MEXICO CITY — Liverpool is starting 2015 on an odd note. Mexico’s largest department-store chain was recently hacked and is facing an investigation over an employee’s death during Mexico’s Black Friday, or Buen Fin, sales weekend.

In a Christmas Eve statement, the firm said employee e-mail accounts and some customer information were hacked “in a bribery attempt to damage our reputation.” The breach, which the company has reported to Mexican authorities, was of “low risk,” it added. Liverpool is “taking measures to ensure customer data remains protected by strengthening its systems, practices and procedures.”

Investor relations representative Rafael Vega told WWD the chain could not comment further, noting many top executives are on break for the holidays.

Mexican consumer organizations and the media have blasted the publicly listed retailer for lack of transparency.

“We want answers, Liverpool,” wrote Formato Siete, a news and opinion Web site in Veracruz, adding that the statement was too vague and omitted key information of public and stock-market interest. “It’s your opportunity and your obligation.”

The Web site added, “This is a security breach for a chain that is the third-largest credit-card issuer in Mexico, with more than 3.5 million accounts.”

The 100-store Liverpool is also under investigation for hiring a doctor who allegedly lied about the causes of an employee’s Nov. 16 death (as well as attempted to hide the incident altogether) in the middle of the crucial four-day Buen Fin weekend, which began on Nov. 14.

The Procuraduría General de Justicia del Distrito Federal, the attorney general of Mexico City, is probing the case, which has triggered large demonstrations outside the retailer’s Perisur store in the southern strip of Mexico’s capital, where Angélica Trinidad Romero Severiano was murdered by her boyfriend, Marco Antonio Ochoa, in a “passion crime.”

Soon after the incident, Liverpool hired a doctor, Mariano Espinosa, who said the woman, a store cleaner, died of a heart attack. But a subsequent autopsy showed she perished from strangulation.

“Obviously, there is a crime here,” PGJDF case leader Oscar Montes de Oca told news site CNNExpansió “There is a contradiction with what the necropsy shows.”

Lurdes Barboza, a lawyer for women’s rights group Mujeres en Frecuencia, is demanding authorities fine Liverpool for “falsifying the facts” surrounding the crime. “We want the [PGJDF] to find the store responsible,” she told WWD. “[PGJDF is] only limiting the investigation to the perpetrator of the crime. [Liverpool has] violated the law in hiding this crime in a country where feminicide rates are very high.”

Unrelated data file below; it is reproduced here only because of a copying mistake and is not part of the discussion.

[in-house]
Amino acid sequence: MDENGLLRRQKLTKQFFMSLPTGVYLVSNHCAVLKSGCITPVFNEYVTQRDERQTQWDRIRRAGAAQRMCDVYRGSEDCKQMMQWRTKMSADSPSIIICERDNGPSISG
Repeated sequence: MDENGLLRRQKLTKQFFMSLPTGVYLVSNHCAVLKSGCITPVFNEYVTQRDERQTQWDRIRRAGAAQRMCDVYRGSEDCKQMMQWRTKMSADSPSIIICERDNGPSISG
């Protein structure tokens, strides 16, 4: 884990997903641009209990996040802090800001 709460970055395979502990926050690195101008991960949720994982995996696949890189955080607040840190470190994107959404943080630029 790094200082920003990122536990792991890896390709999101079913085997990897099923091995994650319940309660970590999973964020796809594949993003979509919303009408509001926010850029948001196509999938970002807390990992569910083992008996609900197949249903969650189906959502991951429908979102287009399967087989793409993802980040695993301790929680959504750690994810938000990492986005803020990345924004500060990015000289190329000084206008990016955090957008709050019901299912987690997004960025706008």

Barboza claimed Liverpool failed to inform authorities immediately about the homicide; instead, it chose to hire a doctor to lie about the cause, send the body to the funeral home and then inform family members, telling them, “We’ve taken care of all the costs. You don’t have to worry about anything.”

A few hours “before [the Sunday of] the Buen Fin, the store decides to hire a doctor; the doctor lies, saying the death was a heart attack; they send the body to the funerary, and then the family notices the woman has bruises under her makeup. The family then goes to the authorities,” Barboza noted.

“This is a crime,” she charged, adding that Liverpool did not immediately inform the PGJDF because such an act would have prompted the store’s closure and ruined its Buen Fin sales. “We want Liverpool sanctioned as well as everyone involved in the crime. If Liverpool does not come clean, Mujeres en Frecuencia will hold more demonstrations and boycott the retailer through social-media campaigns,” Barboza said.

Liverpool insists it immediately informed authorities about the incident. “We are profoundly sorry to lose our team member Angélica Trinidad Romero, who died November 16 in our Perisur store, a situation which authorities knew of immediately,” the chain said.

But PGJDF has reiterated that the agency learned about the issue only after family members approached it.

A Liverpool spokeswoman said the company had no comment beyond the statement but that it is cooperating with the authorities.

load comments
blog comments powered by Disqus